Business Income, Self Employed and Small Business

How Much Capital Cost Allowance Can You Claim?

1 Comment 30 January 2013

How much you can deduct each year on a depreciable property you purchased for your business will depend on what Capital Cost Allowance (CCA) class that property falls into, the business taxation year and the type of business itself.

So let’s take a look at some of the most common CCA classes that may apply to your small business. (Note that what follows is an outline of the CCA classes for various types of depreciable property. You will want to refer to T4002 – Business and Professional Income Guide (Canada Revenue Agency) for details about these different classes if you have depreciable property that falls into a particular category.)

Buildings

Buildings may fall into CCA Class 1, 3 or 6 depending on what the building is made of and when you acquired it.

Most buildings acquired after 1987 are in Class 1 with a CCA rate of 4%.

Buildings acquired before 1988 fall into Class 3, with a CCA rate of 5% unless they fall into Class 6.

Class 6, with a CCA rate of 10%, is for buildings that are made of frame, log, stucco on frame, galvanized iron, or corrugated metal. The category includes certain greenhouses and fences.

Vehicles

Motor vehicles and some passenger vehicles are in Class 10 with a CCA rate of 30% unless your passenger vehicle was bought in the current tax year and costs more than $30,000, in which case it falls into the special CCA class 10.1.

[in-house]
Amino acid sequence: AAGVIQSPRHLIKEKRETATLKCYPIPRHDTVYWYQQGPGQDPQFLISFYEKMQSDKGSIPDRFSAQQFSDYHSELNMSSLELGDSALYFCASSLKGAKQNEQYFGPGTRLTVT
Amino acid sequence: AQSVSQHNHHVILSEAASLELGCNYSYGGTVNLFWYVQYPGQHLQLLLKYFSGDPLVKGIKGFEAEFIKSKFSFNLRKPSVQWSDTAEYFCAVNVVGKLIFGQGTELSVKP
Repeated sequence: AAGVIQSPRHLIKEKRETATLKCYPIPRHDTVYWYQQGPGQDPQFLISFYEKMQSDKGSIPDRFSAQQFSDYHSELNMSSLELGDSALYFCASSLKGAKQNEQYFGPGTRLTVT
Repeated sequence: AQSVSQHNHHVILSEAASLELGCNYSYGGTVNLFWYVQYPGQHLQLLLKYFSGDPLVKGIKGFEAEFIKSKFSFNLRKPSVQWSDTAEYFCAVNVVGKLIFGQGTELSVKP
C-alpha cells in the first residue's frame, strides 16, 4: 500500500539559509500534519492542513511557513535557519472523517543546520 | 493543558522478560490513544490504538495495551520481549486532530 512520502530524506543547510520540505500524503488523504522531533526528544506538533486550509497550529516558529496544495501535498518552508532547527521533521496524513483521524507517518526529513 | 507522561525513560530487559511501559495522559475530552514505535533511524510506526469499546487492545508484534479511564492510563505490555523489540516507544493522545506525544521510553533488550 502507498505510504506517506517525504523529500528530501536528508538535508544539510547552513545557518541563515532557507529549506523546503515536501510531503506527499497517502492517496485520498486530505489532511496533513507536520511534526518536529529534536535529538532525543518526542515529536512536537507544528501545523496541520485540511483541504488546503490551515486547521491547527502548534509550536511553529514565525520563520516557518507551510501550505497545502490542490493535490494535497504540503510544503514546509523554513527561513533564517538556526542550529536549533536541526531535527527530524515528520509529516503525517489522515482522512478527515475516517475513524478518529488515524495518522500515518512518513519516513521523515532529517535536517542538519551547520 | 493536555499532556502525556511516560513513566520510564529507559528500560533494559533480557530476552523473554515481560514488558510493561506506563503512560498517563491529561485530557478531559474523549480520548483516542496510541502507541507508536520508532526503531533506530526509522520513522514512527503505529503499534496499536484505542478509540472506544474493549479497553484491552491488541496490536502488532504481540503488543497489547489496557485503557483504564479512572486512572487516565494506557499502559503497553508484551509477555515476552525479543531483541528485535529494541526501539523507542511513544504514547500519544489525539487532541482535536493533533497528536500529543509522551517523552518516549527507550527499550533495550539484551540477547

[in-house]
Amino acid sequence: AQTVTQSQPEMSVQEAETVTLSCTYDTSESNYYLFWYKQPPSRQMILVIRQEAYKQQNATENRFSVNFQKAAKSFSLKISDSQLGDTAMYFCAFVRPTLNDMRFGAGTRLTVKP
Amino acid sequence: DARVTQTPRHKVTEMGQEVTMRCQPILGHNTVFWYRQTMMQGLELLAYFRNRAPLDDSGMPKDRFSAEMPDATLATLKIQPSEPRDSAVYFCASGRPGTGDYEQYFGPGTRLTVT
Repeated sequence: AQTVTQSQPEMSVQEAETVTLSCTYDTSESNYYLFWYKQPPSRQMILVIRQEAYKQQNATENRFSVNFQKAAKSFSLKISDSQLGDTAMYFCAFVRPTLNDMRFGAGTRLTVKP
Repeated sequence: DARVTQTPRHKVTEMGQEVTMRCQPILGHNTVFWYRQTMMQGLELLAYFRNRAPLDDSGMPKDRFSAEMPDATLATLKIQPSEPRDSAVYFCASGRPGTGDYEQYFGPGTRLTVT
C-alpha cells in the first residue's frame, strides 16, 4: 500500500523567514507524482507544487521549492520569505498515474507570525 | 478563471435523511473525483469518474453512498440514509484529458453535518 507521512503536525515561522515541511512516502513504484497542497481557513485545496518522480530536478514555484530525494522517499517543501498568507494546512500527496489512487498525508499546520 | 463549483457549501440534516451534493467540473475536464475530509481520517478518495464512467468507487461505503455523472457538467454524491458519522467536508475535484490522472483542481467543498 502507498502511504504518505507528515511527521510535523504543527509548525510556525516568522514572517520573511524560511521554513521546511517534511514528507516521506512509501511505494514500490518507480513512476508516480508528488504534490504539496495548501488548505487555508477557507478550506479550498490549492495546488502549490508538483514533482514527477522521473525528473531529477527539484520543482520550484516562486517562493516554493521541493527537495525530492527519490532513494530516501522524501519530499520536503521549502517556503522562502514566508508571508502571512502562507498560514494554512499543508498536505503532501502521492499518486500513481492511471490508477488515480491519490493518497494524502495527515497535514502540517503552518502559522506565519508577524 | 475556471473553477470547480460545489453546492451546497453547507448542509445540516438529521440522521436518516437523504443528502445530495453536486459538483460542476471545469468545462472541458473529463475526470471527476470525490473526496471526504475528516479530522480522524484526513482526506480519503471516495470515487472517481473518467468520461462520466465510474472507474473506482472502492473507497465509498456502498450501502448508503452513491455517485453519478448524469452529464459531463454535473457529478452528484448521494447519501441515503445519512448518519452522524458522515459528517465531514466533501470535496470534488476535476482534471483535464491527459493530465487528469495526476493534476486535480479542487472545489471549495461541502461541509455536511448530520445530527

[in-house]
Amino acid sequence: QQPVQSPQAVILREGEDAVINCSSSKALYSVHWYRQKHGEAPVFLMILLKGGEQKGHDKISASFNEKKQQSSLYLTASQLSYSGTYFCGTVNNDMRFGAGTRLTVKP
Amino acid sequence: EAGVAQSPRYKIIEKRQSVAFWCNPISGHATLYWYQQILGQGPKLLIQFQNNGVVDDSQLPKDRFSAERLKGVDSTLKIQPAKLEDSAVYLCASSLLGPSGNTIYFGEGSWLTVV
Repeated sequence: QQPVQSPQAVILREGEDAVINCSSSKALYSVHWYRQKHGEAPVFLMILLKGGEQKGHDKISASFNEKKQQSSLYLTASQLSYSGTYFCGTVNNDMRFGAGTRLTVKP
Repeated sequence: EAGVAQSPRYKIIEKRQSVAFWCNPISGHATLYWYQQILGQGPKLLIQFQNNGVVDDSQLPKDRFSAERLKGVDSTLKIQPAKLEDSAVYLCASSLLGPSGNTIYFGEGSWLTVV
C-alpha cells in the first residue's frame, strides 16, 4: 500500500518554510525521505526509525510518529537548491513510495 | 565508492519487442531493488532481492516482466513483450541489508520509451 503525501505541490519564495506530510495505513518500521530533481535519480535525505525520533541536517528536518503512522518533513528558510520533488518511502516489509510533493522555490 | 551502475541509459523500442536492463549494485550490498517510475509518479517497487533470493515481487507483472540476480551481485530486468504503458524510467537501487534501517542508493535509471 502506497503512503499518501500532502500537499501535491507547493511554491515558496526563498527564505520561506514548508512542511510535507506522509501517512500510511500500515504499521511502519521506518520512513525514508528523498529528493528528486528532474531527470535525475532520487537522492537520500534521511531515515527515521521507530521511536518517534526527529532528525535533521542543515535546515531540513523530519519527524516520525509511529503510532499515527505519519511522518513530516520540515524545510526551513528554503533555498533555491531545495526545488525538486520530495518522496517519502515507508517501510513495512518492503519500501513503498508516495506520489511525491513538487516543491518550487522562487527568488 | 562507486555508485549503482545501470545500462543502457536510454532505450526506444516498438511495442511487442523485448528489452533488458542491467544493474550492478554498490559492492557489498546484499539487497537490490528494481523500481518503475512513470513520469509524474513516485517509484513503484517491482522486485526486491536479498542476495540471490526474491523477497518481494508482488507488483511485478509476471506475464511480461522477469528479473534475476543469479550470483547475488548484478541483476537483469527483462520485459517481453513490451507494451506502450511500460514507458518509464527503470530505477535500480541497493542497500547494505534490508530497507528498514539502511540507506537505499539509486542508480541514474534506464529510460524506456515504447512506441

Computers

Computer hardware and systems software is in Class 45 with a CCA rate of 45% if you bought them after March 22, 2004 and before March 19, 2007.

If your computer hardware and systems software  was bought after January 27, 2009 and before February 2011, it may qualify for Class 52 with a 100% CCA rate with no half-year-rule. Certain conditions have to be met. For instance, the asset must not have been or be used principally as electronic process control or monitor equipment and must be situated in Canada.

Otherwise, your computer hardware and systems software belongs in CCA Class 50 with a CCA rate of 55%.

Machinery and Equipment

Eligible machinery and equipment, used for the manufacturing and processing in Canada of goods for sale or lease falls into Class 43 with a 30% CCA rate.

The Leftover Category

Furniture, appliances, tools costing $200 or more each, photocopiers, fax machines, some fixtures, some machinery, equipment including refrigeration equipment, outdoor advertising signs, buildings used to store fresh fruit, vegetables and silage all fall into Class 8, with a CCA rate of 20%.  So if a piece of property doesn’t seem to belong anywhere else, have a close look at the Class 8 requirements; that’s probably where it fits.

If you have purchased depreciable property to use in your business that doesn’t fit into any of these classes, note that these are not the only CCA classes that exist. For a more complete listing of CCA classes, see the Canada Revenue Agency’s T4002 – Business and Professional Income Guide.

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1 comment

  1. Joseph Fleming says:

    I don’t know how my order got mixed up. I wanted to order the Standard package only this year from you. I will get it from Wallmart this year, they have it on sale now for $28.99. Next year I’ll order from you.


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